Online learning is a powerful technological enabler that can help many more students reach high levels of academic success. It allows us to truly differentiate instruction to meet students’ individual learning needs. It also transforms our models of instruction and the roles of teachers so that teachers can give more personal attention to their students. These benefits make online learning an exciting innovation. But sometimes, in our rush to capture the benefits of online learning, we confuse the goals with the means, and in doing so we hinder innovation.

In general, technologies develop over time to fulfill the jobs that we hire them to do. If smartphone customers want to watch movies and play realistic video games on their mobile phones, then phone manufacturers figure out how to pack phones with faster processors and bigger screens. If commuters want to effortlessly use the navigation and music streaming apps on their phones while they drive to work, then car manufactures figure out how to make their cars interface smoothly with smart phones. Innovations emerge and evolve to address the problems we hire them to solve.

The same holds true for innovations in the education sectors. For example, credit recovery centers did not adopt blended learning because of mandates that they use technology. Rather, they adopted blended learning because the students they serve have huge differences in their particular academic gaps. Individualized instruction through blended learning was a practical solution for addressing the large variation in students’ needs. Similarly, virtual schooling and supplemental online courses came into existence because some students were unable to attend brick-and-mortar settings and others students needed course options that were not available through their local schools.

At the Christensen Institute, we’ve predicted that programs serving nonconsumption of education in areas like credit recovery and supplemental courses will be the starting point for the eventual disruption of traditional classroom instruction. We expect these programs to improve over time until they are eventually adopted for mainstream education. Yet some of the blended-learning implementations that started in nonconsumption do not seem to be headed in that direction. For example, we don’t see many instances where mainstream students are pushing to enroll in their districts’ credit recovery programs. Similarly, many districts only offer a la carte blended-learning options to a handful of students with unique learning needs.

The reason these programs are not yet going mainstream is that most are not yet good enough to satisfy the demands and expectations of mainstream students, parents, and educators. Most teachers, parents, and students are still skeptical of whether these blended-learning programs can be better than learning in a traditional classroom. This skepticism may just indicate that blended learning needs more time to evolve and gain buy-in. But I would argue that these programs are not innovating in the right direction to gain mainstream attention because they don’t have the right incentives. In order to go mainstream, these programs need to demonstrate that they can offer engaging educational experiences that dramatically improve student learning. But through our state and local policies, we often fund these programs not based on student learning outcomes but on enrollment numbers, course completions, and graduation rates.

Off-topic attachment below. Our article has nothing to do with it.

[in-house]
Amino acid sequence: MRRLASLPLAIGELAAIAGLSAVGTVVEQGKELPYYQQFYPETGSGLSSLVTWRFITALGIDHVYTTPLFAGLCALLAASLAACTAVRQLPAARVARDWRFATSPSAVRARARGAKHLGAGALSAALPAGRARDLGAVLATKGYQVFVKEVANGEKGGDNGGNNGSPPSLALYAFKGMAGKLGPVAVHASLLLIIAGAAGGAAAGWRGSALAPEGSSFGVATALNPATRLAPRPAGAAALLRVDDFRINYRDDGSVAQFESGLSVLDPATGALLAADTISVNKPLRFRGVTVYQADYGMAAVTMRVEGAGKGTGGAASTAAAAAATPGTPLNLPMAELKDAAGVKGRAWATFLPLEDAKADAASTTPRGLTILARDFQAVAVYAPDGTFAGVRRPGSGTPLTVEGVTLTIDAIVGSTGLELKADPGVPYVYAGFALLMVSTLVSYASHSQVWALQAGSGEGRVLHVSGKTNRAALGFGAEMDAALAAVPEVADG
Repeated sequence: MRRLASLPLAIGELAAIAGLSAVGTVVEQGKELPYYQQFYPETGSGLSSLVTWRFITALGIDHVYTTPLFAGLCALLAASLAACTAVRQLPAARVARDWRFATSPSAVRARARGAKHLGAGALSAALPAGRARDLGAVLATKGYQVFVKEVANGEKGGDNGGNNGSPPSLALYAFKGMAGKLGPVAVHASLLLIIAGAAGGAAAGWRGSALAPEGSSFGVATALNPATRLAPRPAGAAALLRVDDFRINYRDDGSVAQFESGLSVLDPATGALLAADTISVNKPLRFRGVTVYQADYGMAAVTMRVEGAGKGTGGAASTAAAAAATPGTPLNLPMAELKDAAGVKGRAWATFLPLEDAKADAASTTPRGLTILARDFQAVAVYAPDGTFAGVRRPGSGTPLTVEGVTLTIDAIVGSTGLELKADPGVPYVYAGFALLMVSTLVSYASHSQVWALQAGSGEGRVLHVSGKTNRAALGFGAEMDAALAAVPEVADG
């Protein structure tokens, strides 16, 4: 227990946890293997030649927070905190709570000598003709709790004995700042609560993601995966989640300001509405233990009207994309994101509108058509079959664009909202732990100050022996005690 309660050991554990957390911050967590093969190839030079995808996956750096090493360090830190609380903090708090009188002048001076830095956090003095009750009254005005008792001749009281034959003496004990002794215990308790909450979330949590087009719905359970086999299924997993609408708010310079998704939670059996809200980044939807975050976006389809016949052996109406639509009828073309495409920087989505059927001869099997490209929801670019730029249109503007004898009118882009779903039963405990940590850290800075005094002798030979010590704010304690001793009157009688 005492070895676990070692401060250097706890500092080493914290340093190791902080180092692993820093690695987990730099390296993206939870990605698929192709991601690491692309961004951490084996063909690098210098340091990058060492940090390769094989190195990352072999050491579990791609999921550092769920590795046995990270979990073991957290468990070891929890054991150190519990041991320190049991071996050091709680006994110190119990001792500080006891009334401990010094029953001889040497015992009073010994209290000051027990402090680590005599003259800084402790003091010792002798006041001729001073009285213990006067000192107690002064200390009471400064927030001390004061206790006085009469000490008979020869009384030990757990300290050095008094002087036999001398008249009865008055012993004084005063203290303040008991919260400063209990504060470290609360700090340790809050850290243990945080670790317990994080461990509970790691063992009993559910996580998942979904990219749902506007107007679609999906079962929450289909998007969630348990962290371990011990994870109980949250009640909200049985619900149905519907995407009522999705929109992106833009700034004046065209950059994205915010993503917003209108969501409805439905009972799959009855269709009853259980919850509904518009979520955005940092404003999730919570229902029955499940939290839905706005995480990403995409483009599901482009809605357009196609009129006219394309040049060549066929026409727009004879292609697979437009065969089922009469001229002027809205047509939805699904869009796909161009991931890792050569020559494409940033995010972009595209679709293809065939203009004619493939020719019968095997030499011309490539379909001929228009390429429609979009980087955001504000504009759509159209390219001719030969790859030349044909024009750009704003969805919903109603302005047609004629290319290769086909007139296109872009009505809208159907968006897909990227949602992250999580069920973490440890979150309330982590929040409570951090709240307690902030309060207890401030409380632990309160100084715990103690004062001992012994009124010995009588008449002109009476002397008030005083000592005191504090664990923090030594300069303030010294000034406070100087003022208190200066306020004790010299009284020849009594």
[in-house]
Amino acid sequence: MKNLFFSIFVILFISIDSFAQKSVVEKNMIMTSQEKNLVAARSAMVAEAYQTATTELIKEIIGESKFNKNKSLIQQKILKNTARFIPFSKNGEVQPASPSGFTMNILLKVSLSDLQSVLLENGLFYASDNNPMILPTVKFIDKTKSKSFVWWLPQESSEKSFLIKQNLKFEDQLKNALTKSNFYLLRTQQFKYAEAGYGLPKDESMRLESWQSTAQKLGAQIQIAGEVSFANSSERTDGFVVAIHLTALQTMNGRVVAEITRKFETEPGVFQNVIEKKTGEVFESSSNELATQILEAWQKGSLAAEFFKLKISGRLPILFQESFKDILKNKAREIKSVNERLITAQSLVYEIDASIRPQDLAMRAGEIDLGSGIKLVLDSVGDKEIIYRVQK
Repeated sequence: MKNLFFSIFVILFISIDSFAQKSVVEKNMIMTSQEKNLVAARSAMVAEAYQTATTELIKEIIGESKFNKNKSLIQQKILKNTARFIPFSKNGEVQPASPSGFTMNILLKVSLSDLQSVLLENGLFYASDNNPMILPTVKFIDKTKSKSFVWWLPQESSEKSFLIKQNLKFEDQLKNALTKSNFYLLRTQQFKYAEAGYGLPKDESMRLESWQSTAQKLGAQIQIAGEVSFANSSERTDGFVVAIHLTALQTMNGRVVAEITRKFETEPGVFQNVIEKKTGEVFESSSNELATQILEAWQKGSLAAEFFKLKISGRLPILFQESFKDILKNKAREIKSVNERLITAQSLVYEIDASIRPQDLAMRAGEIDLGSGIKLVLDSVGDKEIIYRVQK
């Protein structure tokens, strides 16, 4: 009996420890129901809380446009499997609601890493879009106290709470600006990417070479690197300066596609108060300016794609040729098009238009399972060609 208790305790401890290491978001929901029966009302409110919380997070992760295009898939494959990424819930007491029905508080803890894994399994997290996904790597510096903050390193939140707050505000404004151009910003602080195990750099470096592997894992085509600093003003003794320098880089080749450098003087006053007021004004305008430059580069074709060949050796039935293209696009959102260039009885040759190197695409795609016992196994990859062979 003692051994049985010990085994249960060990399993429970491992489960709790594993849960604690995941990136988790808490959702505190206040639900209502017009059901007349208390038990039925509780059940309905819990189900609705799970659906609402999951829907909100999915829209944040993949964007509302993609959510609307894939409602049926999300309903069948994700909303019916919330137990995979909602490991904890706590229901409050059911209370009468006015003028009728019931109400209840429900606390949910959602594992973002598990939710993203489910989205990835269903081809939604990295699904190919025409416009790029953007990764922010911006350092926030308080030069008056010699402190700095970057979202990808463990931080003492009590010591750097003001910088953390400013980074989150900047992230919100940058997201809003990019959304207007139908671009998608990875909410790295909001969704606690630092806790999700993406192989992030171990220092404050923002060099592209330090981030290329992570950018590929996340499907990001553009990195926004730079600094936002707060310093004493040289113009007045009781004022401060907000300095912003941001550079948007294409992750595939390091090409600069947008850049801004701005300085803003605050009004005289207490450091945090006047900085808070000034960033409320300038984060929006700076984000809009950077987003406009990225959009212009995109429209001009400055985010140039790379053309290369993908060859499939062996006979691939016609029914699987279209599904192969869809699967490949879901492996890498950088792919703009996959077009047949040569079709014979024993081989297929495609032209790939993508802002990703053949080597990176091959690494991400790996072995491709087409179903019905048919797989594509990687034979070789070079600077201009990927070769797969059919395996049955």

School districts and states that contract with these providers need to develop ways to make funding contingent on student outcomes. For example, districts might pay credit-recovery providers a portion of their total funding upfront for each student enrolled in the program, and then pay the remaining funds based on each students’ performance on an end-of-course exam. Similarly, districts and states might agree to pay online AP course providers based on students’ scores on AP exams. Clearly, there are additional complexities to these types of arrangements that need to be worked out. But by developing performance-based funding arrangements with online-learning providers, districts and states will be giving those providers the motivation they need to figure out how to leverage online learning to dramatically improve student achievement.

If we want to encourage innovations that move disruptive blended-learning models from nonconsumption to mainstream, then we need to change the problems that we are paying innovative providers to solve. Instead of focusing our policies on encouraging schools to adopt blended learning and competency-based learning (the means of personalization), we should instead focus on incentivizing them to improve student-learning outcomes (the goal of personalization). Additionally, we need to remove policies that artificially constrain innovators, such as seat time and letter-based grading requirements. With the right goals and incentives in place, providers will then be naturally motivated to figure out how to leverage the benefits of online learning to reach those goals.


  • Thomas Arnett
    Thomas Arnett

    Thomas Arnett is a senior research fellow for the Clayton Christensen Institute. His work focuses on using the Theory of Disruptive Innovation to study innovative instructional models and their potential to scale student-centered learning in K–12 education. He also studies demand for innovative resources and practices across the K–12 education system using the Jobs to Be Done Theory.